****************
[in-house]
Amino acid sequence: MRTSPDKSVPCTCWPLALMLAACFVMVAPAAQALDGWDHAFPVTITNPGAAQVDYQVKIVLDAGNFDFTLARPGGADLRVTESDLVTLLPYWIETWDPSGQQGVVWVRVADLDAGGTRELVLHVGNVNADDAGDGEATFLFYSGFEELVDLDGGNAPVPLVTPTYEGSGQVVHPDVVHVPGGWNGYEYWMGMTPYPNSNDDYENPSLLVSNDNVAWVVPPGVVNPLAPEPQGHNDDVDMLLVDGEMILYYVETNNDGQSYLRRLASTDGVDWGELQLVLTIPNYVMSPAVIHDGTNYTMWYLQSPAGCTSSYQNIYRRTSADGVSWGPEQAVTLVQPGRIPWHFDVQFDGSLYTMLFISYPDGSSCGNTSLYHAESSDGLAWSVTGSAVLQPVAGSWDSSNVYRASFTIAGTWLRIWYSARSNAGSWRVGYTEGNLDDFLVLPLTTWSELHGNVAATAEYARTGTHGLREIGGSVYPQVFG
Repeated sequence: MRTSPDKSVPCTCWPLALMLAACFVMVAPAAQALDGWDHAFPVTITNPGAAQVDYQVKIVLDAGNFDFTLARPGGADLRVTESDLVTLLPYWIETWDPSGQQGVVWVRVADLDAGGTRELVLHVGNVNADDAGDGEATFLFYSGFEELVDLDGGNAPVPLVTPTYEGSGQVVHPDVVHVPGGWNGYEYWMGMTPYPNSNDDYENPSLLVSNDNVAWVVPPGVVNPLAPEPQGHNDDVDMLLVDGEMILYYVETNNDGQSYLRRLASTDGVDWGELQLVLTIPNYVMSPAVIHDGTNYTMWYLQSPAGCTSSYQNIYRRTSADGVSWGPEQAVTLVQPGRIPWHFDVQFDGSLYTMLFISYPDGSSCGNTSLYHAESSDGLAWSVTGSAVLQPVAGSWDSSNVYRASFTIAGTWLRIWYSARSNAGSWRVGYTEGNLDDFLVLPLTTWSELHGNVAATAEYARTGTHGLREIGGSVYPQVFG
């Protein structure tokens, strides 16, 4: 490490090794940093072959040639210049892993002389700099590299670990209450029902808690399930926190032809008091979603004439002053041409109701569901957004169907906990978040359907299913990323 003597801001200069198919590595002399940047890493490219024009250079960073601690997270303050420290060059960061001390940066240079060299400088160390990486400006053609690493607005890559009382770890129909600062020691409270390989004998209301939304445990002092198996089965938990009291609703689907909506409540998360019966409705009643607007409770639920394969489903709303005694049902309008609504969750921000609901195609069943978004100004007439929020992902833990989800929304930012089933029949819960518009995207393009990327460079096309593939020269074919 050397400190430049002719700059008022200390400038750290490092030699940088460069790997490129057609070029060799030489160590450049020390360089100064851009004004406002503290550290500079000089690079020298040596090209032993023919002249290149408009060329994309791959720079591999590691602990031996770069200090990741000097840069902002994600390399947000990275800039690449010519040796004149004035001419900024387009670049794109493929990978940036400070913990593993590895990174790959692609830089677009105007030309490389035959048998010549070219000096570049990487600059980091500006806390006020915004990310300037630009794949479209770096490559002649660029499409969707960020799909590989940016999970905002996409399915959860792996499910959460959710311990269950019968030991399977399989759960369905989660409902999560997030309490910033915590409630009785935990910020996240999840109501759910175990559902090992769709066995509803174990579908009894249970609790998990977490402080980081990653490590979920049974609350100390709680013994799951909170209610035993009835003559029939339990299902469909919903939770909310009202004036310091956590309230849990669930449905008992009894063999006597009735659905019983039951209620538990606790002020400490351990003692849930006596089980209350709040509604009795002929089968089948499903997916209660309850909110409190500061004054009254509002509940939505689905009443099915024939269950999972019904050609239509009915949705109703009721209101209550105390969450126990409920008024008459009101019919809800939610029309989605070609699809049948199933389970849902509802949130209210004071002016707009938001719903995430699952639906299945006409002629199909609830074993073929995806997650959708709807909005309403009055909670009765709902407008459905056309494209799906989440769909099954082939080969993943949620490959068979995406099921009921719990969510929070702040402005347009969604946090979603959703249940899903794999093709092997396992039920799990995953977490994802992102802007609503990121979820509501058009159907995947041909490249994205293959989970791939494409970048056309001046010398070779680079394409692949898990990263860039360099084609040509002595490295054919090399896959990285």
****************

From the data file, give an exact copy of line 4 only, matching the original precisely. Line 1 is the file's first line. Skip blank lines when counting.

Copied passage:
């Protein structure tokens, strides 16, 4: 490490090794940093072959040639210049892993002389700099590299670990209450029902808690399930926190032809008091979603004439002053041409109701569901957004169907906990978040359907299913990323 003597801001200069198919590595002399940047890493490219024009250079960073601690997270303050420290060059960061001390940066240079060299400088160390990486400006053609690493607005890559009382770890129909600062020691409270390989004998209301939304445990002092198996089965938990009291609703689907909506409540998360019966409705009643607007409770639920394969489903709303005694049902309008609504969750921000609901195609069943978004100004007439929020992902833990989800929304930012089933029949819960518009995207393009990327460079096309593939020269074919 050397400190430049002719700059008022200390400038750290490092030699940088460069790997490129057609070029060799030489160590450049020390360089100064851009004004406002503290550290500079000089690079020298040596090209032993023919002249290149408009060329994309791959720079591999590691602990031996770069200090990741000097840069902002994600390399947000990275800039690449010519040796004149004035001419900024387009670049794109493929990978940036400070913990593993590895990174790959692609830089677009105007030309490389035959048998010549070219000096570049990487600059980091500006806390006020915004990310300037630009794949479209770096490559002649660029499409969707960020799909590989940016999970905002996409399915959860792996499910959460959710311990269950019968030991399977399989759960369905989660409902999560997030309490910033915590409630009785935990910020996240999840109501759910175990559902090992769709066995509803174990579908009894249970609790998990977490402080980081990653490590979920049974609350100390709680013994799951909170209610035993009835003559029939339990299902469909919903939770909310009202004036310091956590309230849990669930449905008992009894063999006597009735659905019983039951209620538990606790002020400490351990003692849930006596089980209350709040509604009795002929089968089948499903997916209660309850909110409190500061004054009254509002509940939505689905009443099915024939269950999972019904050609239509009915949705109703009721209101209550105390969450126990409920008024008459009101019919809800939610029309989605070609699809049948199933389970849902509802949130209210004071002016707009938001719903995430699952639906299945006409002629199909609830074993073929995806997650959708709807909005309403009055909670009765709902407008459905056309494209799906989440769909099954082939080969993943949620490959068979995406099921009921719990969510929070702040402005347009969604946090979603959703249940899903794999093709092997396992039920799990995953977490994802992102802007609503990121979820509501058009159907995947041909490249994205293959989970791939494409970048056309001046010398070779680079394409692949898990990263860039360099084609040509002595490295054919090399896959990285």